Do not become the Next Victim of Identity Theft

by Darren Cason

Your lifestyle is a comfortable one and you have no concerns about overdue bills as they are always paid before time. The investment property with water views has just been purchased and then you are dealt a shocking blow. The latest credit card statement comes in the mail and it claims that you have made thousands of dollars worth of purchases. The trouble is that you don’t remember making them. You check with your wife and she confirms the worst – she hasn’t purchased a new HDTV as a surprise for you! You have become a victim of an identity thief – they are the ones who have spent your credit.

Consumers discover the identity theft in approximately 50% of the cases and in around 40% of cases of identity theft, the criminal was known to the victim. It could have been a friend or relative, someone you work with, a neighbor, someone who works for you, a restaurant worker or an employee of your bank. Sometimes identity thieves obtain your information from a stolen wallet – in approximately a third of cases; and still more may obtain this information from rubbish or stolen mail. Whatever way it has happened, it is now up to you to fix the mess.

The first thing to remember is not to panic. It is natural for you to react as you would to a violent crime: you will feel violated and the adrenalin will be pumping. Rest assured, though, you will not be required to pay for these unlawful transactions.

Your first action should be to call the financial institution involved. This should ideally be performed within 30 days to ensure that you are protected legally. You should inform them that you believe these transactions to be those made by an identity thief and that you wish for the charges to be removed from your statement. It may also be a good idea to close that account and open a new one to prevent the thief from making further charges.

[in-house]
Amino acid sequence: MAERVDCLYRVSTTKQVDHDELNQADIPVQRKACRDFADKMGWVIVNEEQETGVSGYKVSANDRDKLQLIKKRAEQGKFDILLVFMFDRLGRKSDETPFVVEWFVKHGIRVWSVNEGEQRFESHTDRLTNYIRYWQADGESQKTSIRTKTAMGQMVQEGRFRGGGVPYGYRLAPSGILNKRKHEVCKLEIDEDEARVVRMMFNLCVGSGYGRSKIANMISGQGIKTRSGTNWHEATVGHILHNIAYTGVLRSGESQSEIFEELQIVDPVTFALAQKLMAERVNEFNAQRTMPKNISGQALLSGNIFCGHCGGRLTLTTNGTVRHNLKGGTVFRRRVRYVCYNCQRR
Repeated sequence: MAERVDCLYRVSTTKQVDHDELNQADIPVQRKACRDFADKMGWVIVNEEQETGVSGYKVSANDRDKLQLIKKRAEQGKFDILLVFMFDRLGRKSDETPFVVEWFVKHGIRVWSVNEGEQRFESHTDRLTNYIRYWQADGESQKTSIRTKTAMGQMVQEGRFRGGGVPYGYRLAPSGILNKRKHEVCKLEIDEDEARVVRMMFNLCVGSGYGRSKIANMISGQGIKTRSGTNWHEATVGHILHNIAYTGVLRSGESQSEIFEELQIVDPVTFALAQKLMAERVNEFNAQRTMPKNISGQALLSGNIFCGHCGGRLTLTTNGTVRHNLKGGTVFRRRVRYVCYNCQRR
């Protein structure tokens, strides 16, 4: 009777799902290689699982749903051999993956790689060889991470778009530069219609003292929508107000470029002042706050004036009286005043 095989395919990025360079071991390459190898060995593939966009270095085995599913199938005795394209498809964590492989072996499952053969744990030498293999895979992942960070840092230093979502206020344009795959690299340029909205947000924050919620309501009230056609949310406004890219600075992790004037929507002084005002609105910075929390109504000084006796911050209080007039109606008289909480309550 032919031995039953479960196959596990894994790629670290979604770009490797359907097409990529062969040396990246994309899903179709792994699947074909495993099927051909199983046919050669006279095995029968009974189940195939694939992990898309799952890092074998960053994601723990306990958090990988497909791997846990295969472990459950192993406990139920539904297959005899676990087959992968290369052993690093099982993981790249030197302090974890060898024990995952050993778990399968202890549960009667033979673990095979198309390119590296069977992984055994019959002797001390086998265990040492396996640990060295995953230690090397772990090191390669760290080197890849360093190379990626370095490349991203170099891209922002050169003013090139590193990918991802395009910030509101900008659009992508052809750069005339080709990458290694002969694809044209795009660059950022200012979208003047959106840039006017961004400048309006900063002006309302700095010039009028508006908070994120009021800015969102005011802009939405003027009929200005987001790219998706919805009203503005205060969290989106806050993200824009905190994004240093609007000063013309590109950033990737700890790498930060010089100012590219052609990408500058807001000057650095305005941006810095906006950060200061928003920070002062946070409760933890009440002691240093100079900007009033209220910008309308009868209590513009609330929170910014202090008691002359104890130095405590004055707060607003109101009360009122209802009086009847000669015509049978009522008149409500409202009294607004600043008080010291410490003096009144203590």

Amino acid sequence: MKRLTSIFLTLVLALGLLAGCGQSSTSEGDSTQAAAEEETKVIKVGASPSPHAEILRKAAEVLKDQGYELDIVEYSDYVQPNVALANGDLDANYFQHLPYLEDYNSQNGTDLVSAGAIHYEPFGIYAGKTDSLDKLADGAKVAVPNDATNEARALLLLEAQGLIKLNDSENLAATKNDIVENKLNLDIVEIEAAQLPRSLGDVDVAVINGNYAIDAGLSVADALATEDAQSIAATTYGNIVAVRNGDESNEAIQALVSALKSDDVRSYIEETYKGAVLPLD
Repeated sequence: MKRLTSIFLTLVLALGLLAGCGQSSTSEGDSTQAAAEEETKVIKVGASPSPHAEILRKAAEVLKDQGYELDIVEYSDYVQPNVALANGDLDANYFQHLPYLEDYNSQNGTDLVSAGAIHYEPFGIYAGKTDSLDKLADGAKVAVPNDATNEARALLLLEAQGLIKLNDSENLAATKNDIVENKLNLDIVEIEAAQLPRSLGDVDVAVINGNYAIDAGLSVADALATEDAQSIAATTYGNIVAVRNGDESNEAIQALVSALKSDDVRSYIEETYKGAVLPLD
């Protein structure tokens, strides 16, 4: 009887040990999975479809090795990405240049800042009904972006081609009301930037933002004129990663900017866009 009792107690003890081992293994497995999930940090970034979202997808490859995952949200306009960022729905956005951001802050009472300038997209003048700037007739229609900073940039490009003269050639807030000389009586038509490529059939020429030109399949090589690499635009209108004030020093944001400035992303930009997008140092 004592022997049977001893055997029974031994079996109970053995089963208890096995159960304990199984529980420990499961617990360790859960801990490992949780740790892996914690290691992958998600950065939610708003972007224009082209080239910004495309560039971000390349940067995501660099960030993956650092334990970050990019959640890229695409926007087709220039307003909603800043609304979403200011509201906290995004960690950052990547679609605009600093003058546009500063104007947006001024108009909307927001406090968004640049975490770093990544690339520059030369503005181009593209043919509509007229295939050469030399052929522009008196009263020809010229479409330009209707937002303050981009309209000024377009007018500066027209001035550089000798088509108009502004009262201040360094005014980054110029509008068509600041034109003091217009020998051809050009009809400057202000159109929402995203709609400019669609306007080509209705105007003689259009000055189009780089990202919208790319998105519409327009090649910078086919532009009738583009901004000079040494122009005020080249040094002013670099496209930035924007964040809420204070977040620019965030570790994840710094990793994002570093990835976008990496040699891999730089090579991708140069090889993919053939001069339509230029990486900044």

Make sure that you are organized and that you keep a thorough record of all phone calls made in connection with the fraud: this includes recording the names of the people with whom you spoke and a summary of what was said. Written correspondence should be carefully filed, both copies of what you have sent and what you receive. Send all correspondence by certified mail to ensure it reaches its destination. If you can do this it will boost your case.

You may wish to request a password from your financial institution to prevent the next identity thief from changing your billing address. Even if you are dealing with electronic transactions such as Chase bank online features, make sure that, whenever it is possible, you speak with the fraud investigation department of the institution rather than general staff as the fraud department will need to hear the story from you.

If any checks or credit card application form have been used by the thief you should report this as a crime to the police, being sure to obtain a copy of their report and send it on to both the bank and the merchant who cashed the check.

Once all this has been finalized, you should continue to make regular checks on all your financial accounts. Make sure that you are scrupulous in this, checking for any “odd” or fraudulent charges. Ask for copies of your credit reports from the credit bureaus and ensure that there is no negative information contained within them. You are within your rights to request that any incorrect information is removed – obviously, you do not want to have the actions of a criminal impacting upon your credit rating!

It is unavoidable that correcting these problems will take some time, the average amount of time being 40 hours, sometimes spread over months. Your accounts, however, will eventually come back to normal.

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